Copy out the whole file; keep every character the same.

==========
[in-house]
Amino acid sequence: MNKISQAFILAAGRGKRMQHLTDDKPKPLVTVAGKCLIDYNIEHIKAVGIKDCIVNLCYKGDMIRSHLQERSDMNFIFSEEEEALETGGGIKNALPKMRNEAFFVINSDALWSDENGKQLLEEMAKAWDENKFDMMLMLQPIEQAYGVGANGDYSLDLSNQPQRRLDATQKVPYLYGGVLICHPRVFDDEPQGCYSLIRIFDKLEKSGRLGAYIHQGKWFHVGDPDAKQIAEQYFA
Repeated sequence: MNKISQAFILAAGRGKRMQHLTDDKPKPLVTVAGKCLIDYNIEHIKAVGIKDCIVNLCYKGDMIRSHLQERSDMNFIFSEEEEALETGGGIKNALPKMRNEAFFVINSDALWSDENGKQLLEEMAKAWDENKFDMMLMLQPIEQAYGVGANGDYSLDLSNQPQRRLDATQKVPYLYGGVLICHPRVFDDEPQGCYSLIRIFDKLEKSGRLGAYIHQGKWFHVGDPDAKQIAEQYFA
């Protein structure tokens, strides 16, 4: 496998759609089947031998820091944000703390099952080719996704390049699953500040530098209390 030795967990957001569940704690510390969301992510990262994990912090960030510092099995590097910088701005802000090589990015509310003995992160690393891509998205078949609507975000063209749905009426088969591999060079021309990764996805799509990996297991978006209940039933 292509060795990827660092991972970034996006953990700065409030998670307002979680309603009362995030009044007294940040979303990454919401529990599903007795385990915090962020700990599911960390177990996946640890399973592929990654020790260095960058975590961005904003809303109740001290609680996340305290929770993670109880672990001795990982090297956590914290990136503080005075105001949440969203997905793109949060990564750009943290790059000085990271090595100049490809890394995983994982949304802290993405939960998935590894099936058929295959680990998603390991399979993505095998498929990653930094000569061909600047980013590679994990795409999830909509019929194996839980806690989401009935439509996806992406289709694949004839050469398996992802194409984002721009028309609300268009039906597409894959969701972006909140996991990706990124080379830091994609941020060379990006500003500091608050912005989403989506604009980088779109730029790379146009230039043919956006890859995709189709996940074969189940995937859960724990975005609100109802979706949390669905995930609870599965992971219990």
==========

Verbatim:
[in-house]
Amino acid sequence: MNKISQAFILAAGRGKRMQHLTDDKPKPLVTVAGKCLIDYNIEHIKAVGIKDCIVNLCYKGDMIRSHLQERSDMNFIFSEEEEALETGGGIKNALPKMRNEAFFVINSDALWSDENGKQLLEEMAKAWDENKFDMMLMLQPIEQAYGVGANGDYSLDLSNQPQRRLDATQKVPYLYGGVLICHPRVFDDEPQGCYSLIRIFDKLEKSGRLGAYIHQGKWFHVGDPDAKQIAEQYFA
Repeated sequence: MNKISQAFILAAGRGKRMQHLTDDKPKPLVTVAGKCLIDYNIEHIKAVGIKDCIVNLCYKGDMIRSHLQERSDMNFIFSEEEEALETGGGIKNALPKMRNEAFFVINSDALWSDENGKQLLEEMAKAWDENKFDMMLMLQPIEQAYGVGANGDYSLDLSNQPQRRLDATQKVPYLYGGVLICHPRVFDDEPQGCYSLIRIFDKLEKSGRLGAYIHQGKWFHVGDPDAKQIAEQYFA
């Protein structure tokens, strides 16, 4: 496998759609089947031998820091944000703390099952080719996704390049699953500040530098209390 030795967990957001569940704690510390969301992510990262994990912090960030510092099995590097910088701005802000090589990015509310003995992160690393891509998205078949609507975000063209749905009426088969591999060079021309990764996805799509990996297991978006209940039933 292509060795990827660092991972970034996006953990700065409030998670307002979680309603009362995030009044007294940040979303990454919401529990599903007795385990915090962020700990599911960390177990996946640890399973592929990654020790260095960058975590961005904003809303109740001290609680996340305290929770993670109880672990001795990982090297956590914290990136503080005075105001949440969203997905793109949060990564750009943290790059000085990271090595100049490809890394995983994982949304802290993405939960998935590894099936058929295959680990998603390991399979993505095998498929990653930094000569061909600047980013590679994990795409999830909509019929194996839980806690989401009935439509996806992406289709694949004839050469398996992802194409984002721009028309609300268009039906597409894959969701972006909140996991990706990124080379830091994609941020060379990006500003500091608050912005989403989506604009980088779109730029790379146009230039043919956006890859995709189709996940074969189940995937859960724990975005609100109802979706949390669905995930609870599965992971219990």